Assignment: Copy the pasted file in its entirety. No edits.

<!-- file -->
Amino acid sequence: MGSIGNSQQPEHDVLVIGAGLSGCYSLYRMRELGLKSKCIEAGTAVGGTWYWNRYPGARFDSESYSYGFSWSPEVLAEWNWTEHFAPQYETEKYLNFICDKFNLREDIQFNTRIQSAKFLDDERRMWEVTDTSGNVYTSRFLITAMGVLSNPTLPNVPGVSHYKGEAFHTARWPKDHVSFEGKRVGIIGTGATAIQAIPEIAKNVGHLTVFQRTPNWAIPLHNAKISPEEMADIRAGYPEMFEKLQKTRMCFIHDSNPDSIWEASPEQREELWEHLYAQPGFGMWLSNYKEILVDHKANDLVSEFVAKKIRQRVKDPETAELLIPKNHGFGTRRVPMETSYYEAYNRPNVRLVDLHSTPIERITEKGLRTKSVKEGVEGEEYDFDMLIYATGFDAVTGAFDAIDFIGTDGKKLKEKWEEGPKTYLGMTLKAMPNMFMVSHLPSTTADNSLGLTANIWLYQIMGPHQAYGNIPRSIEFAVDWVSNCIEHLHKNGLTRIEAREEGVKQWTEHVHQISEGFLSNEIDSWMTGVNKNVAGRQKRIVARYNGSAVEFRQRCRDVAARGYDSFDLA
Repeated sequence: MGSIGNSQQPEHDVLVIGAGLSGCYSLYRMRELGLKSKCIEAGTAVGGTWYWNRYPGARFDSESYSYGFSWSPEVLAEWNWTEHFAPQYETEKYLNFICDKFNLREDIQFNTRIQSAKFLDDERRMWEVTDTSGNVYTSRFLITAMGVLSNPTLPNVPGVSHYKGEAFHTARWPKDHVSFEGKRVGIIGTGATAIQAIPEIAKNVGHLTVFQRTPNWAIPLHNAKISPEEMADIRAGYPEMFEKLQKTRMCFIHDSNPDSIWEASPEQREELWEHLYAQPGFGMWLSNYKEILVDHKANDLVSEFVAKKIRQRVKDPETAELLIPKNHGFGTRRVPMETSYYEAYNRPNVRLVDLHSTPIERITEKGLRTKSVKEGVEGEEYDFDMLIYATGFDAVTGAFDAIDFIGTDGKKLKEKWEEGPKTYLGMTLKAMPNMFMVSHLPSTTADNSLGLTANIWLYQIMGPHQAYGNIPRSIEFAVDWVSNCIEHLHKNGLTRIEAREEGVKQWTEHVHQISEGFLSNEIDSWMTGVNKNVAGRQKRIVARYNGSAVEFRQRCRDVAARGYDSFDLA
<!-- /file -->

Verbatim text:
Amino acid sequence: MGSIGNSQQPEHDVLVIGAGLSGCYSLYRMRELGLKSKCIEAGTAVGGTWYWNRYPGARFDSESYSYGFSWSPEVLAEWNWTEHFAPQYETEKYLNFICDKFNLREDIQFNTRIQSAKFLDDERRMWEVTDTSGNVYTSRFLITAMGVLSNPTLPNVPGVSHYKGEAFHTARWPKDHVSFEGKRVGIIGTGATAIQAIPEIAKNVGHLTVFQRTPNWAIPLHNAKISPEEMADIRAGYPEMFEKLQKTRMCFIHDSNPDSIWEASPEQREELWEHLYAQPGFGMWLSNYKEILVDHKANDLVSEFVAKKIRQRVKDPETAELLIPKNHGFGTRRVPMETSYYEAYNRPNVRLVDLHSTPIERITEKGLRTKSVKEGVEGEEYDFDMLIYATGFDAVTGAFDAIDFIGTDGKKLKEKWEEGPKTYLGMTLKAMPNMFMVSHLPSTTADNSLGLTANIWLYQIMGPHQAYGNIPRSIEFAVDWVSNCIEHLHKNGLTRIEAREEGVKQWTEHVHQISEGFLSNEIDSWMTGVNKNVAGRQKRIVARYNGSAVEFRQRCRDVAARGYDSFDLA
Repeated sequence: MGSIGNSQQPEHDVLVIGAGLSGCYSLYRMRELGLKSKCIEAGTAVGGTWYWNRYPGARFDSESYSYGFSWSPEVLAEWNWTEHFAPQYETEKYLNFICDKFNLREDIQFNTRIQSAKFLDDERRMWEVTDTSGNVYTSRFLITAMGVLSNPTLPNVPGVSHYKGEAFHTARWPKDHVSFEGKRVGIIGTGATAIQAIPEIAKNVGHLTVFQRTPNWAIPLHNAKISPEEMADIRAGYPEMFEKLQKTRMCFIHDSNPDSIWEASPEQREELWEHLYAQPGFGMWLSNYKEILVDHKANDLVSEFVAKKIRQRVKDPETAELLIPKNHGFGTRRVPMETSYYEAYNRPNVRLVDLHSTPIERITEKGLRTKSVKEGVEGEEYDFDMLIYATGFDAVTGAFDAIDFIGTDGKKLKEKWEEGPKTYLGMTLKAMPNMFMVSHLPSTTADNSLGLTANIWLYQIMGPHQAYGNIPRSIEFAVDWVSNCIEHLHKNGLTRIEAREEGVKQWTEHVHQISEGFLSNEIDSWMTGVNKNVAGRQKRIVARYNGSAVEFRQRCRDVAARGYDSFDLA